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2017 Update: Inbreeding experiment–INB1

2013-06-19-12-29-42

Reina, Hattie, and Mike with the instrument used to measure photosynthesis in 2013.

In 2017, of the original 557 plants in INB1, 180 were still alive. Of the plants that were alive this year, 7 (4%) were flowering and 23% have never flowered. Interestingly, there are differences in survival for each cross level. 21% of the most inbred plants were living in 2017, compared to 39% of the plants in the between remnant cross level. All individuals were planted in 2001.

The INB1 experiment investigates the relationship between inbreeding level and fitness in Echinacea angustifolia. Each plant in experiment INB1 originates from one of three cross types, depending on the relatedness of the parents: between maternal half siblings; between plants from the same remnant, but not sharing a maternal or paternal parent; and between individuals from different remnants. We continued to measure fitness and flowering phenology in these plants.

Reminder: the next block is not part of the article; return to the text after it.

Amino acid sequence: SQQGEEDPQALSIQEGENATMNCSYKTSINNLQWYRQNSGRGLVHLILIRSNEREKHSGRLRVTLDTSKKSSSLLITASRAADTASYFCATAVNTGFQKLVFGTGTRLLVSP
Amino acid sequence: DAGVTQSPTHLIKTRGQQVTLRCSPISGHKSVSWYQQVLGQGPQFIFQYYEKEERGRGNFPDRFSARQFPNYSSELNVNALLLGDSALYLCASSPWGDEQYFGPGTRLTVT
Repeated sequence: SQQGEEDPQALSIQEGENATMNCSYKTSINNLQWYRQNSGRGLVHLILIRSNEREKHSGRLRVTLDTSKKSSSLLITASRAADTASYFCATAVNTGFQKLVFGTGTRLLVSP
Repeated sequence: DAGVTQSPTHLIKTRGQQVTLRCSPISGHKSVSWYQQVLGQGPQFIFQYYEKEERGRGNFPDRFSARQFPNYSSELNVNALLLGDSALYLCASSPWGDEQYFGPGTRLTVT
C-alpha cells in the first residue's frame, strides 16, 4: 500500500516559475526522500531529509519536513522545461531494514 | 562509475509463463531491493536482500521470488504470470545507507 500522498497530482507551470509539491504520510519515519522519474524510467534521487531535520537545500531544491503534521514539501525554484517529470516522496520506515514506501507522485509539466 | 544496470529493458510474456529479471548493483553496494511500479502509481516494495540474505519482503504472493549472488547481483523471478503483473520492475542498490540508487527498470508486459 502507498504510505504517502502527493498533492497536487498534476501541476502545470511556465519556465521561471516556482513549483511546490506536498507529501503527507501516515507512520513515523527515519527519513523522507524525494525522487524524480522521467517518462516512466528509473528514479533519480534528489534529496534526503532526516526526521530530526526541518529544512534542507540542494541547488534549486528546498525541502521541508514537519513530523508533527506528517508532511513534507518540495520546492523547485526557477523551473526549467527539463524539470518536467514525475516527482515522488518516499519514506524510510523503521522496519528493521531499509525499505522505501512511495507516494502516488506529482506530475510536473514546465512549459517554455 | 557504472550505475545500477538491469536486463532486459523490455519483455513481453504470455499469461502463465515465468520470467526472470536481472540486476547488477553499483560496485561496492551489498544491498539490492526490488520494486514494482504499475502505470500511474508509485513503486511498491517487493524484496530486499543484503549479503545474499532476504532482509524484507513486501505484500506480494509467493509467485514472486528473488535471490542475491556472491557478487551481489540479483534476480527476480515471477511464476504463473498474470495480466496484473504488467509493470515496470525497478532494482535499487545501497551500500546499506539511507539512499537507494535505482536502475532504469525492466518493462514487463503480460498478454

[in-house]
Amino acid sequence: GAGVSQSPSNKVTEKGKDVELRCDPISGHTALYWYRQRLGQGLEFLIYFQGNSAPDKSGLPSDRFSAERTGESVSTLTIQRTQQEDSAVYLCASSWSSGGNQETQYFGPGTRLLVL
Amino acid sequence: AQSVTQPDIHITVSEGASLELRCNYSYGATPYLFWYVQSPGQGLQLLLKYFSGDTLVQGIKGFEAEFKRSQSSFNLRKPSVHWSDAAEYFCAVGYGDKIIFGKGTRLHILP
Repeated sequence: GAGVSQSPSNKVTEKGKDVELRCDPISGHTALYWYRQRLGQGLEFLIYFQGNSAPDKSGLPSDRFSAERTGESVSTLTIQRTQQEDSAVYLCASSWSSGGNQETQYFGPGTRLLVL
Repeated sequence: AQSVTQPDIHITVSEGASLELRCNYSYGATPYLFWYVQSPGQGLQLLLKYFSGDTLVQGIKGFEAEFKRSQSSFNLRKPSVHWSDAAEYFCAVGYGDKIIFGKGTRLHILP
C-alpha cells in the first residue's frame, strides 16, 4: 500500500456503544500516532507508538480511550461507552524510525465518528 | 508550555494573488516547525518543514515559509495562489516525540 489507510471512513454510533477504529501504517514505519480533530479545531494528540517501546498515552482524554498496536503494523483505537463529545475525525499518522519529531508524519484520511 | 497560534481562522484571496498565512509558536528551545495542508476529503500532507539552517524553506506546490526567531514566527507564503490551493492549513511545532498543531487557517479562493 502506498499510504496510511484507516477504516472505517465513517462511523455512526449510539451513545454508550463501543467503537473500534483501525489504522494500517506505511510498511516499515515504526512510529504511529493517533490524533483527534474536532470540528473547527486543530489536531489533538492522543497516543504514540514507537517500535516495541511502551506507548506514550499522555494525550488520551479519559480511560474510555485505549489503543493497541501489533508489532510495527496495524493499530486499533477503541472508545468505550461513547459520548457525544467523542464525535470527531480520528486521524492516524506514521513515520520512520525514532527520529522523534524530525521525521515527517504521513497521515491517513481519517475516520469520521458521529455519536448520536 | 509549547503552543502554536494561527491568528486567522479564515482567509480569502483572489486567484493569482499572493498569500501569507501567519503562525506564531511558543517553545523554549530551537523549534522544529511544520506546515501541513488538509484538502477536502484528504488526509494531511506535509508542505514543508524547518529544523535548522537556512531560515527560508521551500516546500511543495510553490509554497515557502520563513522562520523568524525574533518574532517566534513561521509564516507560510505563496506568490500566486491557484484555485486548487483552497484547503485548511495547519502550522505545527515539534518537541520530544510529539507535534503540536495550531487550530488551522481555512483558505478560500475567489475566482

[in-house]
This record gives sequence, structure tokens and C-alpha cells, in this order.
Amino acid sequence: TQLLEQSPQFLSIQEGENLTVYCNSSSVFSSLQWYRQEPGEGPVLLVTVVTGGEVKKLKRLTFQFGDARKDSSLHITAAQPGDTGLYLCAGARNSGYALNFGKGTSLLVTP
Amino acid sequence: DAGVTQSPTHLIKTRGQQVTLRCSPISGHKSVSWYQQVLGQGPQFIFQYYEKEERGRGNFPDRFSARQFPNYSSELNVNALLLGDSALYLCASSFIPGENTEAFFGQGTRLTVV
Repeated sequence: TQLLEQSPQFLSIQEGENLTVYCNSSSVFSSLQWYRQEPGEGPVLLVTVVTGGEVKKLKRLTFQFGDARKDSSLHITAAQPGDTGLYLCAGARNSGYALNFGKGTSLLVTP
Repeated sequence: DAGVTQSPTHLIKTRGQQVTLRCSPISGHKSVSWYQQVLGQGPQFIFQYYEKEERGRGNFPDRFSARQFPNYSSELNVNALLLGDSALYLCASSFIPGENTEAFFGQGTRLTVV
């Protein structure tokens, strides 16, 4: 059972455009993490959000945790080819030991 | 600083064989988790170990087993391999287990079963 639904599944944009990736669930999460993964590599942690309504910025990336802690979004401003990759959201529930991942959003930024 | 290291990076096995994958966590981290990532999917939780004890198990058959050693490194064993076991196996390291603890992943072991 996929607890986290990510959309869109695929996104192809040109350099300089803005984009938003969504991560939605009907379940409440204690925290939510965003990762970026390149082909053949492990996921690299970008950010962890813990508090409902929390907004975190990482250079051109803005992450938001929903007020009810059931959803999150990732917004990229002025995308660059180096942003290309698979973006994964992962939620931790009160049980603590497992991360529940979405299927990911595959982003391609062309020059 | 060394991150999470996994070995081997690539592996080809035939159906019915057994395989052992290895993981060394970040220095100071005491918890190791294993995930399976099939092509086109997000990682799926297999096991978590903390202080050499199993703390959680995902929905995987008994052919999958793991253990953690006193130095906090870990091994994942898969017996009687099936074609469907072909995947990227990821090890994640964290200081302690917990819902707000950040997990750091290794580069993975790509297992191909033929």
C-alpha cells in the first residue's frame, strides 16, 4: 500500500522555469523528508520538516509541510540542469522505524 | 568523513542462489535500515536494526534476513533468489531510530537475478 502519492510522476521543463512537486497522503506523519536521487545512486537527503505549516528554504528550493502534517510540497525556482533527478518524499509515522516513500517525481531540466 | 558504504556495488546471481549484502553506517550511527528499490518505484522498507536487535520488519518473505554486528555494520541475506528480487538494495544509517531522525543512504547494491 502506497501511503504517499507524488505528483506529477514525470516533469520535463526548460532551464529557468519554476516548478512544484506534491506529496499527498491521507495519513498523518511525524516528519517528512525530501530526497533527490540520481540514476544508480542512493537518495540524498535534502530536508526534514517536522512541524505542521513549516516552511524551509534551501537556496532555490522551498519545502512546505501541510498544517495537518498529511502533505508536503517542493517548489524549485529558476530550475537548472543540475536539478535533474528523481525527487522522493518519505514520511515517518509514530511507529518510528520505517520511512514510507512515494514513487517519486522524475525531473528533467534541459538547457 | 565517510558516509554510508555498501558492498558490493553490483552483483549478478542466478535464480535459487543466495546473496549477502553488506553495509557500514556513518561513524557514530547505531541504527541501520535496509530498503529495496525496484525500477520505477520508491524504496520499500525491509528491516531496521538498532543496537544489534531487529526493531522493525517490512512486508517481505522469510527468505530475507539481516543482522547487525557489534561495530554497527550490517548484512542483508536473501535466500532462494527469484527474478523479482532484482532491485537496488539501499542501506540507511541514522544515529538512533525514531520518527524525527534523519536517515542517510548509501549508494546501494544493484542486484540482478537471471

Read previous posts about this experiment.

 

Start year: 2001

Location: Experimental plot 1

Overlaps with: Phenology and fitness in P1

Physical specimens: We harvested 6 heads from INB1 that will be processed in the lab with other heads harvested from P1.

Data collected: We used handheld computers to collect fitness data on all plants in INB1.

Products: The below papers were published in summer 2015:

Kittelson, P., S. Wagenius, R. Nielsen, S. Qazi, M. Howe, G. Kiefer, and R. G. Shaw. 2015. Leaf functional traits, herbivory, and genetic diversity in Echinacea: Implications for fragmented populations. Ecology 96:1877–1886. PDF

Shaw, R. G., S. Wagenius and C. J. Geyer. 2015. The susceptibility of Echinacea angustifolia to a specialist aphid: eco-evolutionary perspective on genotypic variation and demographic consequences. Journal of Ecology 103:809-818. PDF

You can find more information about the Inbreeding experiment–INB1 and links to previous flog posts regarding this experiment at the background page for the experiment.

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